LOA: 34' 7"

LWL: 28' 9"

Beam: 10' 7"

Draft: 3' 10" (designed, probably about 4' 2" fully loaded)

Displacement (estimated): 25,000lbs

Sail Area: 626 sq. ft (working), 824 sq. ft. (total, including fisherman & topsail)

Sails carried:

  • jib (forward-most sail)
  • forestaysail (or staysail or jumbo or club-footed jib)
  • foresail (gaff-rigged sail set behind the foremast)
  • mainsail (gaff-rigged sail set behind the mainmast)
  • main gaff topsail (triangular sail set on top of main gaff, rarely used)
  • fisherman (four-sided sail set above foresail, between tops of masts)
  • gollywobbler (a large version of the fisherman, for light air, not often used)
  • drifter (or genoa, replaces the jib)

 

Orbit II is a gaff-rigged schooner, a Tom Colvin "Tamarack" design. Her first owner, Roy Simmons, was also her builder. Roy lived on Hood Canal near Union, across from Hoodsport, Washington State. Building began in 1973, and Orbit II was launched in 1977. The second owner, Steve French, bought her in Washington State, and sailed her for nine years, mostly in Central America. I was the third owner. I bought her in Baltimore in 1995, and did a refit between 1997 and 2000.

Designer's Notes (excerpts from "Cruising Designs"):

Tamarack was developed for spacious living aboard and ocean cruising comfort in less than 36 feet of length. She is of extremely heavy displacement yet reasonably economical to build. Smallest of my aft-cabin designs, she was based on a larger, earlier design developed for a circumnavigation with a large crew. Despite their bulk, this group of vessels is handy under sail and likes heavy weather, yet performs well in light airs.

A couple have been built as ketches, but this is not an ideal rig for the hull--an instance where the schooner and ketch are not easily interchangeable. In the ketch rig, the boom extends several feet beyond the transom, which I do not like, and it is very difficult to get enough sail on her without resorting to extremely high masts; whereas, the schooner accomplishes this easily with topsails and a fisherman staysail.

While this vessel was laid out for six, with two sleeping in the midship engine room, she would be more comfortable laid out for four, with the engine room shorter, cabin trunks the same, and more room added fore and aft. For auxiliary power, a heavy-duty, slow-turning 10 HP Sabb is a good choice.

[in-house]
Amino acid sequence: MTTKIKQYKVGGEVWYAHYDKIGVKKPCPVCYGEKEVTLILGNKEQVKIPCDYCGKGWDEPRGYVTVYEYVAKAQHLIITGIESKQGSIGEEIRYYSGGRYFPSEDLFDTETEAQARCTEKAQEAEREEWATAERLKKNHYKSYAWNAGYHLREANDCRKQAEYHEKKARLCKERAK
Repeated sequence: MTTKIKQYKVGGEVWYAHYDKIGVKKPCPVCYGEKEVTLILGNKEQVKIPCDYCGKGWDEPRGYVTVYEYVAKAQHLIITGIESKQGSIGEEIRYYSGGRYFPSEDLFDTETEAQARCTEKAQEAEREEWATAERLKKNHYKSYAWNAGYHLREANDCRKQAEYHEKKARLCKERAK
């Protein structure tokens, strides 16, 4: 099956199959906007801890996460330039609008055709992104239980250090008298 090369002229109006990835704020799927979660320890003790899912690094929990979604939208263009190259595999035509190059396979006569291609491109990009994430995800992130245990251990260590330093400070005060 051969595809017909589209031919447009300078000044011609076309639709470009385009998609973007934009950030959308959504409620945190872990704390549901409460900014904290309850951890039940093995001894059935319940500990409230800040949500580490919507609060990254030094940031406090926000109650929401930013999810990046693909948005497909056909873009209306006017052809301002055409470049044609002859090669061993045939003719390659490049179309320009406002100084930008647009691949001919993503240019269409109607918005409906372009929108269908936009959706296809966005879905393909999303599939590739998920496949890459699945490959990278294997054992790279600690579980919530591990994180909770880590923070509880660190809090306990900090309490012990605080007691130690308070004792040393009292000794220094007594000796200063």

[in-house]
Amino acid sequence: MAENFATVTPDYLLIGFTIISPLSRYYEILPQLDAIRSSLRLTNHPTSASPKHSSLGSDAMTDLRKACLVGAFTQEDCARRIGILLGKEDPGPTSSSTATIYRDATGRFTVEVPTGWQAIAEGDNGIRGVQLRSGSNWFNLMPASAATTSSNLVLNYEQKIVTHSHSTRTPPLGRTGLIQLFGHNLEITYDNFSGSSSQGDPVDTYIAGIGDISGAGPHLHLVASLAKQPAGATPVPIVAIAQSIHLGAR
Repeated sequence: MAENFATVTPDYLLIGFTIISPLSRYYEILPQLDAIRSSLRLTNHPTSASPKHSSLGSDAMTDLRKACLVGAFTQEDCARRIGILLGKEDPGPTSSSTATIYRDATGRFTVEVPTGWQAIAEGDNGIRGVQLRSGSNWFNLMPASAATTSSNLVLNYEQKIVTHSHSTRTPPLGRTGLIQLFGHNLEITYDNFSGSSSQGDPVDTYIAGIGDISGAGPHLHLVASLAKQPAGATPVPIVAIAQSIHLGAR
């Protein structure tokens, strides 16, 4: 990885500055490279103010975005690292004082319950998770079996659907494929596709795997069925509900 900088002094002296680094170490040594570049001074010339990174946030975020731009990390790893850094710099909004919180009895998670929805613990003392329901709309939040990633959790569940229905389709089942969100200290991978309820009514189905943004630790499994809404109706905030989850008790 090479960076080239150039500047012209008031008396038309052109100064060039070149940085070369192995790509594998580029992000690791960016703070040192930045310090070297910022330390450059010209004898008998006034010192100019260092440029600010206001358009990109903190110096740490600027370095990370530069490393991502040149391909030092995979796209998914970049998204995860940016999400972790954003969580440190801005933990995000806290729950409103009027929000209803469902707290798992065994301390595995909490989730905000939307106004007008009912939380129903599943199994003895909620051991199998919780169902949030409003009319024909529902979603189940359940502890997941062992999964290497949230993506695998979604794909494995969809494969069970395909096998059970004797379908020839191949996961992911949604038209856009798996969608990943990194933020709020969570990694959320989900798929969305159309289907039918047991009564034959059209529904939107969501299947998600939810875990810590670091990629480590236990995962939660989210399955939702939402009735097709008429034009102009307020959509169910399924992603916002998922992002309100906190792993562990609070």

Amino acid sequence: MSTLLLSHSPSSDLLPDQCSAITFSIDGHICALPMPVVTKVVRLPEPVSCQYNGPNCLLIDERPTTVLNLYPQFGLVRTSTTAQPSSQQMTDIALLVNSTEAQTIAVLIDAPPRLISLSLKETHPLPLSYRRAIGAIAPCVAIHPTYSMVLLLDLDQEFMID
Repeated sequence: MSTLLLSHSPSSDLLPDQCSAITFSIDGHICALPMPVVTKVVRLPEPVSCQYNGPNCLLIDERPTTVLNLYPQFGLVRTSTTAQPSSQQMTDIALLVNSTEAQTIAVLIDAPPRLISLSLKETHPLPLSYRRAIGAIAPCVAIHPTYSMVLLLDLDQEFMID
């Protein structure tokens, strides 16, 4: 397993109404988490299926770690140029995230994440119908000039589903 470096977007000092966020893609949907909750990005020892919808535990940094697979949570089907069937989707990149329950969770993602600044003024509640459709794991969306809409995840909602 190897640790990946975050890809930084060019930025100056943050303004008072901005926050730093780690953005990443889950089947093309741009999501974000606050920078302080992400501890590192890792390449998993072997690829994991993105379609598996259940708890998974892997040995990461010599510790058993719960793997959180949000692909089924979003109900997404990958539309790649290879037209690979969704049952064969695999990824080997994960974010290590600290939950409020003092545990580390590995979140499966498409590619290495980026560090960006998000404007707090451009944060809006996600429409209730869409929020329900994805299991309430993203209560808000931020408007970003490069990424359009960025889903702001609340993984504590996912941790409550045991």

A vessel like this is ideal for retirement living, even better for semi-retirement--small enough to handle easily and maintain, yet still large enough for the kids to visit aboard for weekends or vacations. Quite often, the tendency is toward acquiring a larger vessel with the result that the boat rarely leaves the dock except with a large crew.

 

Construction: Hull, deck and cabin sides are 10gauge Corten steel, masts are solid, painted Douglas Fir, booms and gaffs are varnished Sitka Spruce. Cabintops are plywood (1/2" & 1/4" BS1088 marine plywood over laminated mahoghany beams).

Insulation is fitted pieces of extruded polystyrene (Styrofoam Pink), mostly 2" thick (R10) under the deck and against the hull. Cabin sides are solely insulated with Thermseal (a paint with ceramic particles embedded in it, with an estimated R-value of about 0.5).

Interior layout is different from the plans. It is basically built of 3/4" plywood with panelling (possibly teak...I really can't tell) on top. The cabin soles are painted plywood (formerly carpet), which looks reasonable, but the paint wrinkles when hot coffee is spilled on it...bare wood would be better.

The galley is forward, which works well enough...the fumes of the diesel stove are farther away from the helm, where people usually are when sailing.